The silver maple’s fiber is relatively soft and less durable than harder species, making it less sought-after for wood, but is a mainstay for landscaping in public parks and private yards. As with most maple species, it can be tapped for syrup as availability requires. It sports soft yellow foliage in fall and delicate clusters of spring flowers in shades of yellow or pink.

Striped Maple

Acer pensylvanicum, commonly known as the striped maple or moosewood, can be found from the eastern provinces of Canada to the upper elevations of northern Georgia. This is a smaller variety of maple, sometimes no larger than a shrub, which thrives in the understory. It prefers hillsides and rocky slopes and is usually found in forests of predominantly hardwood but does sometimes mix with conifers.

The white and green stripes of the striped maple bark distinguish it from other maple species. Its goose-foot-shaped leaves turn pale yellow in autumn, and its spring flowers are bright yellow.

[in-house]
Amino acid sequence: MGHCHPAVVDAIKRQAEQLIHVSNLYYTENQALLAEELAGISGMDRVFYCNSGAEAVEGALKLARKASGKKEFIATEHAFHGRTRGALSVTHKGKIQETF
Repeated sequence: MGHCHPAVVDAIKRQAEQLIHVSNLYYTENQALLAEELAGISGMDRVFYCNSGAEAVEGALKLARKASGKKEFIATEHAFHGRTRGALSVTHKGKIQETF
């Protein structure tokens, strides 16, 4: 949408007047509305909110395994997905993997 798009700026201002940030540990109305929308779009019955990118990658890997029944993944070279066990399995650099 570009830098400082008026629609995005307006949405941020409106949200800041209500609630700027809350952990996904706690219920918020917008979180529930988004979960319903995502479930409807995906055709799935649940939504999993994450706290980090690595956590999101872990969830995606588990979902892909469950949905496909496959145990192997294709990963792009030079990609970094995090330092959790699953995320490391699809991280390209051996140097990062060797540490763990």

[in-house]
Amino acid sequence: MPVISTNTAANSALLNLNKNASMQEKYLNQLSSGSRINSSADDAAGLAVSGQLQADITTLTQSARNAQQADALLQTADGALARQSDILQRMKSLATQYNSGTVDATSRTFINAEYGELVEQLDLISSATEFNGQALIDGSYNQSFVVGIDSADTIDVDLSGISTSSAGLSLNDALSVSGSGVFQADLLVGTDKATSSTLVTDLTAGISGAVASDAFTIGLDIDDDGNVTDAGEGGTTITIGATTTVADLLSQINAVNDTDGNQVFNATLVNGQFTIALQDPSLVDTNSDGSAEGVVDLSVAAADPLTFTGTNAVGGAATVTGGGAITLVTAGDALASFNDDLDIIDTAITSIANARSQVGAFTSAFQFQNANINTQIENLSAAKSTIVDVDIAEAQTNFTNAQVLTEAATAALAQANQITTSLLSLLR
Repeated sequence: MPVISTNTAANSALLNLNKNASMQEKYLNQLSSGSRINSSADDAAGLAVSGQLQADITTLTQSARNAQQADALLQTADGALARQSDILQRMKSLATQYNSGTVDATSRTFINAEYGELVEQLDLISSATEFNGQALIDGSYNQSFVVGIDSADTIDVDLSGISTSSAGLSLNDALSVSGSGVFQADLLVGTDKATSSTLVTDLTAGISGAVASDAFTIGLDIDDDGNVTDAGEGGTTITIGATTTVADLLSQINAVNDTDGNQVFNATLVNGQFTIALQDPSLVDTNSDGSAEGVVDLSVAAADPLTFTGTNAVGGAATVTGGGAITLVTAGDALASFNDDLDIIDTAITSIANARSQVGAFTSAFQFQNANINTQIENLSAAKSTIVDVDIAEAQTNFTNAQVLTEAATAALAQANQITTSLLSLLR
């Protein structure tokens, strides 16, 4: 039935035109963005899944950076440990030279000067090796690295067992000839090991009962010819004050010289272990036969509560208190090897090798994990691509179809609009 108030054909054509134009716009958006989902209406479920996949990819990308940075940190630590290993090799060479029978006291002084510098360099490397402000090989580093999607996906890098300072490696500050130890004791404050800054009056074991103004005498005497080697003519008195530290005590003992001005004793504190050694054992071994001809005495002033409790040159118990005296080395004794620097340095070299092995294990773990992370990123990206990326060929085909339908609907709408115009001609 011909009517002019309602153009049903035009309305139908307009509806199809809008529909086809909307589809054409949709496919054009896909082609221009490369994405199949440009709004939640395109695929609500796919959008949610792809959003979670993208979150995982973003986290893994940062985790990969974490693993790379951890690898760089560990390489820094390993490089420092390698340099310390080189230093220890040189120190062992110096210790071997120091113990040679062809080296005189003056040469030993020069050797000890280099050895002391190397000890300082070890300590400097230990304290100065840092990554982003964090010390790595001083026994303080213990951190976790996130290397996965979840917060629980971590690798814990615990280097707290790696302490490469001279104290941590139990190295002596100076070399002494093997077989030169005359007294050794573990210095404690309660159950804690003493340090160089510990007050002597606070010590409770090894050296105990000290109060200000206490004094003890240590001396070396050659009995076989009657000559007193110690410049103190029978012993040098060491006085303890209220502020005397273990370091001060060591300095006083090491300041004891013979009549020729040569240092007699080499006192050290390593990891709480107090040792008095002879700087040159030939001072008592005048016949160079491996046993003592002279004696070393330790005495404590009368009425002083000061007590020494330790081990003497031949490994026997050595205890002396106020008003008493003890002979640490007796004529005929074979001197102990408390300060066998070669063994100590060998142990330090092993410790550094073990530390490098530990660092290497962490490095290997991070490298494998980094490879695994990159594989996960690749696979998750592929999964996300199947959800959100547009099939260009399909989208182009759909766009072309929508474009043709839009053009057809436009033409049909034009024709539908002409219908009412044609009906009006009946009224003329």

The striped maple’s primary value is aesthetic, but it adds broad dimension and wildlife support to natural forests and managed areas. It grows quickly and can be considered a nuisance tree when allowed to grow out of control.

Mountain Maple

The mountain maple, or Acer spicatum, is also a small bushy species found in northern regions of the eastern United States and Canada. Like the striped maple, this type of maple grows in dense thickets on wet slopes. It is of little value to humans, but provides superb cover and forage for a wide variety of forest wildlife.

Boxelder

The Acer negundo, also known as ashleaf maple or boxelder, is another smaller species of maple. It can be found across much of the eastern two-thirds of the continent and in pockets everywhere in North America. Fast-growing and short-lived, the boxelder can thrive in a variety of conditions and takes hold so quickly that it is considered invasive in some areas. Boxelder leaves look more like that of an ash tree than a maple — obovate and small-toothed — hence the name.